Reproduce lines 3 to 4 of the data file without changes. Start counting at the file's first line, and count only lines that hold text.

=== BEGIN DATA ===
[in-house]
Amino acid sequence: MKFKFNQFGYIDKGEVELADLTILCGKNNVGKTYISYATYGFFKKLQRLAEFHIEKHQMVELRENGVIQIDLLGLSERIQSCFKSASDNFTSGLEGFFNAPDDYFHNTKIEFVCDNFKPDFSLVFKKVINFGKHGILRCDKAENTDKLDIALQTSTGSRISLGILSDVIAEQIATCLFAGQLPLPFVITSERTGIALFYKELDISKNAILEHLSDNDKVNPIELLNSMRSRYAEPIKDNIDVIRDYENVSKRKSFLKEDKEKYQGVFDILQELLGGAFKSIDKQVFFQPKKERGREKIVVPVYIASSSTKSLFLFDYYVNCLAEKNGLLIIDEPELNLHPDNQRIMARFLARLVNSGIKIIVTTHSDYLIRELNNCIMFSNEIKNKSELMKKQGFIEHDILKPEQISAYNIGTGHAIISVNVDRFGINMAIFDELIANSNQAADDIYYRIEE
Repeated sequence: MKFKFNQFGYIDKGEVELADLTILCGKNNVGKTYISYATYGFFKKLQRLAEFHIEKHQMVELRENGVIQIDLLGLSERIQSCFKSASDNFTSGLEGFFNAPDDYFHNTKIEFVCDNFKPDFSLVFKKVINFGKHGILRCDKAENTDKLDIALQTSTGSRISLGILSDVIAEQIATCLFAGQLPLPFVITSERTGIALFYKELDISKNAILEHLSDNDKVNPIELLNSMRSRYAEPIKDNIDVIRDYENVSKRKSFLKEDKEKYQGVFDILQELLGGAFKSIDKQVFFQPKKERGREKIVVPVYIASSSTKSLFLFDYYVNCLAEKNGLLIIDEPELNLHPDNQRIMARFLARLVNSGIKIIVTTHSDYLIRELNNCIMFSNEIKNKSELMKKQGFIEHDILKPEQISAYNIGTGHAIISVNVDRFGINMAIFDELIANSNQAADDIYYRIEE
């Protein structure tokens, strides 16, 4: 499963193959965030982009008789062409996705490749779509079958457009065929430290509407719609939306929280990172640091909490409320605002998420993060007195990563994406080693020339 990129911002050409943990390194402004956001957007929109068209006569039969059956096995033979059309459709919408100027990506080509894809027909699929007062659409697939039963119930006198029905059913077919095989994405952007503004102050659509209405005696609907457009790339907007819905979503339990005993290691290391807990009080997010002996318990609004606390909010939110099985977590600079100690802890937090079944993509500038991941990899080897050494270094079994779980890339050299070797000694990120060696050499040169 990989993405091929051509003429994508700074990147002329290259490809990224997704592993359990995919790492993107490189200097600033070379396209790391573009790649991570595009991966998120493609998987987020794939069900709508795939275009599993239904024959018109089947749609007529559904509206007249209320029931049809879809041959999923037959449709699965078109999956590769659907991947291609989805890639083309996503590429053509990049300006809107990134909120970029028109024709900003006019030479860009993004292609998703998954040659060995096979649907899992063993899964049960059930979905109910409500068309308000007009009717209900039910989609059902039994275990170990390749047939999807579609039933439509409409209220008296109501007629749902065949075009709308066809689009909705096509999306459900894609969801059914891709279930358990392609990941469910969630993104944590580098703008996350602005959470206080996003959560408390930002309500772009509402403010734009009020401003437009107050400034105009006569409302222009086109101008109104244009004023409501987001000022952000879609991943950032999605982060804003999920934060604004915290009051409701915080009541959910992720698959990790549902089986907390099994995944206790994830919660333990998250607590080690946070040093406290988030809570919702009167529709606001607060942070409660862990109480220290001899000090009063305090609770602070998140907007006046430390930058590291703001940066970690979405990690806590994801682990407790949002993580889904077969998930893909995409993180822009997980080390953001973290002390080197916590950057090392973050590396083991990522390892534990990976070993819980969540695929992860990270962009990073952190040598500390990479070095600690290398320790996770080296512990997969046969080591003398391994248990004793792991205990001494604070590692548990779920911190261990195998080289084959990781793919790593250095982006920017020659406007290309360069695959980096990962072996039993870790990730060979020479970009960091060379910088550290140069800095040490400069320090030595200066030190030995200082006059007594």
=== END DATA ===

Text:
Repeated sequence: MKFKFNQFGYIDKGEVELADLTILCGKNNVGKTYISYATYGFFKKLQRLAEFHIEKHQMVELRENGVIQIDLLGLSERIQSCFKSASDNFTSGLEGFFNAPDDYFHNTKIEFVCDNFKPDFSLVFKKVINFGKHGILRCDKAENTDKLDIALQTSTGSRISLGILSDVIAEQIATCLFAGQLPLPFVITSERTGIALFYKELDISKNAILEHLSDNDKVNPIELLNSMRSRYAEPIKDNIDVIRDYENVSKRKSFLKEDKEKYQGVFDILQELLGGAFKSIDKQVFFQPKKERGREKIVVPVYIASSSTKSLFLFDYYVNCLAEKNGLLIIDEPELNLHPDNQRIMARFLARLVNSGIKIIVTTHSDYLIRELNNCIMFSNEIKNKSELMKKQGFIEHDILKPEQISAYNIGTGHAIISVNVDRFGINMAIFDELIANSNQAADDIYYRIEE
């Protein structure tokens, strides 16, 4: 499963193959965030982009008789062409996705490749779509079958457009065929430290509407719609939306929280990172640091909490409320605002998420993060007195990563994406080693020339 990129911002050409943990390194402004956001957007929109068209006569039969059956096995033979059309459709919408100027990506080509894809027909699929007062659409697939039963119930006198029905059913077919095989994405952007503004102050659509209405005696609907457009790339907007819905979503339990005993290691290391807990009080997010002996318990609004606390909010939110099985977590600079100690802890937090079944993509500038991941990899080897050494270094079994779980890339050299070797000694990120060696050499040169 990989993405091929051509003429994508700074990147002329290259490809990224997704592993359990995919790492993107490189200097600033070379396209790391573009790649991570595009991966998120493609998987987020794939069900709508795939275009599993239904024959018109089947749609007529559904509206007249209320029931049809879809041959999923037959449709699965078109999956590769659907991947291609989805890639083309996503590429053509990049300006809107990134909120970029028109024709900003006019030479860009993004292609998703998954040659060995096979649907899992063993899964049960059930979905109910409500068309308000007009009717209900039910989609059902039994275990170990390749047939999807579609039933439509409409209220008296109501007629749902065949075009709308066809689009909705096509999306459900894609969801059914891709279930358990392609990941469910969630993104944590580098703008996350602005959470206080996003959560408390930002309500772009509402403010734009009020401003437009107050400034105009006569409302222009086109101008109104244009004023409501987001000022952000879609991943950032999605982060804003999920934060604004915290009051409701915080009541959910992720698959990790549902089986907390099994995944206790994830919660333990998250607590080690946070040093406290988030809570919702009167529709606001607060942070409660862990109480220290001899000090009063305090609770602070998140907007006046430390930058590291703001940066970690979405990690806590994801682990407790949002993580889904077969998930893909995409993180822009997980080390953001973290002390080197916590950057090392973050590396083991990522390892534990990976070993819980969540695929992860990270962009990073952190040598500390990479070095600690290398320790996770080296512990997969046969080591003398391994248990004793792991205990001494604070590692548990779920911190261990195998080289084959990781793919790593250095982006920017020659406007290309360069695959980096990962072996039993870790990730060979020479970009960091060379910088550290140069800095040490400069320090030595200066030190030995200082006059007594």